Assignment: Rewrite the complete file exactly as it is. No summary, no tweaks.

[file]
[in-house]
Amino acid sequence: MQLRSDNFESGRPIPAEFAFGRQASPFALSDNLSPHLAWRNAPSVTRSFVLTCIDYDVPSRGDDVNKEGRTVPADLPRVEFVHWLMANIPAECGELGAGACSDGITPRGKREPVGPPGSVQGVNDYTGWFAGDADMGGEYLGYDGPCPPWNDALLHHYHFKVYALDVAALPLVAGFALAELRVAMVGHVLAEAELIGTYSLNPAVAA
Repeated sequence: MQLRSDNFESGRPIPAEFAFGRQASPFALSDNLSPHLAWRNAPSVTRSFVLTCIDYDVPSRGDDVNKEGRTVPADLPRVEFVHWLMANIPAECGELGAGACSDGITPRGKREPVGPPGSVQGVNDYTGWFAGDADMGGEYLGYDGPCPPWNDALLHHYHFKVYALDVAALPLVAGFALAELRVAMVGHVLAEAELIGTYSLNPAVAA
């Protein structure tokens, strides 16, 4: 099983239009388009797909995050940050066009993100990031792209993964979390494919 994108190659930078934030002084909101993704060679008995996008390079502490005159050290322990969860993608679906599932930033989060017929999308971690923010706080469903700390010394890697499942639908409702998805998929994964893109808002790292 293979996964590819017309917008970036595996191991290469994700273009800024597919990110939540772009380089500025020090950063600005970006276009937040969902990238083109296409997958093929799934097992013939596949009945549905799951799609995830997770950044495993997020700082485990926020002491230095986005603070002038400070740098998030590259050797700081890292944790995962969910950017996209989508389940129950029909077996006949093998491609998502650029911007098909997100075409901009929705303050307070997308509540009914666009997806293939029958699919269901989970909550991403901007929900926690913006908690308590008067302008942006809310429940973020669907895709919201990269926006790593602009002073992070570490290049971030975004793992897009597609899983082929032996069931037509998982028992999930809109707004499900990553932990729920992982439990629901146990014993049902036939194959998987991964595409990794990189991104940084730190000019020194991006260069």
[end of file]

[in-house]
Amino acid sequence: MQLRSDNFESGRPIPAEFAFGRQASPFALSDNLSPHLAWRNAPSVTRSFVLTCIDYDVPSRGDDVNKEGRTVPADLPRVEFVHWLMANIPAECGELGAGACSDGITPRGKREPVGPPGSVQGVNDYTGWFAGDADMGGEYLGYDGPCPPWNDALLHHYHFKVYALDVAALPLVAGFALAELRVAMVGHVLAEAELIGTYSLNPAVAA
Repeated sequence: MQLRSDNFESGRPIPAEFAFGRQASPFALSDNLSPHLAWRNAPSVTRSFVLTCIDYDVPSRGDDVNKEGRTVPADLPRVEFVHWLMANIPAECGELGAGACSDGITPRGKREPVGPPGSVQGVNDYTGWFAGDADMGGEYLGYDGPCPPWNDALLHHYHFKVYALDVAALPLVAGFALAELRVAMVGHVLAEAELIGTYSLNPAVAA
């Protein structure tokens, strides 16, 4: 099983239009388009797909995050940050066009993100990031792209993964979390494919 994108190659930078934030002084909101993704060679008995996008390079502490005159050290322990969860993608679906599932930033989060017929999308971690923010706080469903700390010394890697499942639908409702998805998929994964893109808002790292 293979996964590819017309917008970036595996191991290469994700273009800024597919990110939540772009380089500025020090950063600005970006276009937040969902990238083109296409997958093929799934097992013939596949009945549905799951799609995830997770950044495993997020700082485990926020002491230095986005603070002038400070740098998030590259050797700081890292944790995962969910950017996209989508389940129950029909077996006949093998491609998502650029911007098909997100075409901009929705303050307070997308509540009914666009997806293939029958699919269901989970909550991403901007929900926690913006908690308590008067302008942006809310429940973020669907895709919201990269926006790593602009002073992070570490290049971030975004793992897009597609899983082929032996069931037509998982028992999930809109707004499900990553932990729920992982439990629901146990014993049902036939194959998987991964595409990794990189991104940084730190000019020194991006260069």